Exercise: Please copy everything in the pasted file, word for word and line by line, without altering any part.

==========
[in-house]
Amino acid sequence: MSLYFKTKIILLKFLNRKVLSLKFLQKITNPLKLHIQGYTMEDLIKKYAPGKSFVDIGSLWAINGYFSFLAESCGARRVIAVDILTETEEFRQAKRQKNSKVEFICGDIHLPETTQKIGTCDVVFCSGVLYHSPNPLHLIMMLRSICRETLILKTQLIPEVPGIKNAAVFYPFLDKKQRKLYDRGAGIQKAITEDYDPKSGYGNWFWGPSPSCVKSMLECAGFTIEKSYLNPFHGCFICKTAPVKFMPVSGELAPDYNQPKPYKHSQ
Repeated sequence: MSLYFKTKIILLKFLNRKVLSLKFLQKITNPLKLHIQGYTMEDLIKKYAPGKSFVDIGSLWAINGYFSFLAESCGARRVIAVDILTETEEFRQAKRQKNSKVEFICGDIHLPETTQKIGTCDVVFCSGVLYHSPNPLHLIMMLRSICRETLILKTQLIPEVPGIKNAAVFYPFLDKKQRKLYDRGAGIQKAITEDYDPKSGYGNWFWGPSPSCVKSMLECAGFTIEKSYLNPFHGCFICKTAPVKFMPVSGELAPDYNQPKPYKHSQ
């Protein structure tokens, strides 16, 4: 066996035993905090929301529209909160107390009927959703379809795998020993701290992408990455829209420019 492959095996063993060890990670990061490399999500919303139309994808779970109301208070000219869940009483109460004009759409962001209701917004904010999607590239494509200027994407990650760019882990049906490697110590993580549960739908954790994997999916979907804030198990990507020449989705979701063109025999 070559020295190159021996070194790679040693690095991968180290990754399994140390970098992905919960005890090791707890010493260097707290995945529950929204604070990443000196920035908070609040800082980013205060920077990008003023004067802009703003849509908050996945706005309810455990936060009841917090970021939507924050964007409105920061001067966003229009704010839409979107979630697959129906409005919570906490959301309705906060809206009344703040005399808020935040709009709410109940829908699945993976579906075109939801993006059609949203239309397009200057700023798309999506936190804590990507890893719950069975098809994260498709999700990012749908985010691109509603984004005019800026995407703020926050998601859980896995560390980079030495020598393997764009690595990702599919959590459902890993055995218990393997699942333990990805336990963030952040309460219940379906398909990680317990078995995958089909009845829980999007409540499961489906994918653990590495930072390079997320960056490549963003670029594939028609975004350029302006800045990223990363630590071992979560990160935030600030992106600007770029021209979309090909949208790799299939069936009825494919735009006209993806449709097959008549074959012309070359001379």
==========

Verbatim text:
[in-house]
Amino acid sequence: MSLYFKTKIILLKFLNRKVLSLKFLQKITNPLKLHIQGYTMEDLIKKYAPGKSFVDIGSLWAINGYFSFLAESCGARRVIAVDILTETEEFRQAKRQKNSKVEFICGDIHLPETTQKIGTCDVVFCSGVLYHSPNPLHLIMMLRSICRETLILKTQLIPEVPGIKNAAVFYPFLDKKQRKLYDRGAGIQKAITEDYDPKSGYGNWFWGPSPSCVKSMLECAGFTIEKSYLNPFHGCFICKTAPVKFMPVSGELAPDYNQPKPYKHSQ
Repeated sequence: MSLYFKTKIILLKFLNRKVLSLKFLQKITNPLKLHIQGYTMEDLIKKYAPGKSFVDIGSLWAINGYFSFLAESCGARRVIAVDILTETEEFRQAKRQKNSKVEFICGDIHLPETTQKIGTCDVVFCSGVLYHSPNPLHLIMMLRSICRETLILKTQLIPEVPGIKNAAVFYPFLDKKQRKLYDRGAGIQKAITEDYDPKSGYGNWFWGPSPSCVKSMLECAGFTIEKSYLNPFHGCFICKTAPVKFMPVSGELAPDYNQPKPYKHSQ
């Protein structure tokens, strides 16, 4: 066996035993905090929301529209909160107390009927959703379809795998020993701290992408990455829209420019 492959095996063993060890990670990061490399999500919303139309994808779970109301208070000219869940009483109460004009759409962001209701917004904010999607590239494509200027994407990650760019882990049906490697110590993580549960739908954790994997999916979907804030198990990507020449989705979701063109025999 070559020295190159021996070194790679040693690095991968180290990754399994140390970098992905919960005890090791707890010493260097707290995945529950929204604070990443000196920035908070609040800082980013205060920077990008003023004067802009703003849509908050996945706005309810455990936060009841917090970021939507924050964007409105920061001067966003229009704010839409979107979630697959129906409005919570906490959301309705906060809206009344703040005399808020935040709009709410109940829908699945993976579906075109939801993006059609949203239309397009200057700023798309999506936190804590990507890893719950069975098809994260498709999700990012749908985010691109509603984004005019800026995407703020926050998601859980896995560390980079030495020598393997764009690595990702599919959590459902890993055995218990393997699942333990990805336990963030952040309460219940379906398909990680317990078995995958089909009845829980999007409540499961489906994918653990590495930072390079997320960056490549963003670029594939028609975004350029302006800045990223990363630590071992979560990160935030600030992106600007770029021209979309090909949208790799299939069936009825494919735009006209993806449709097959008549074959012309070359001379």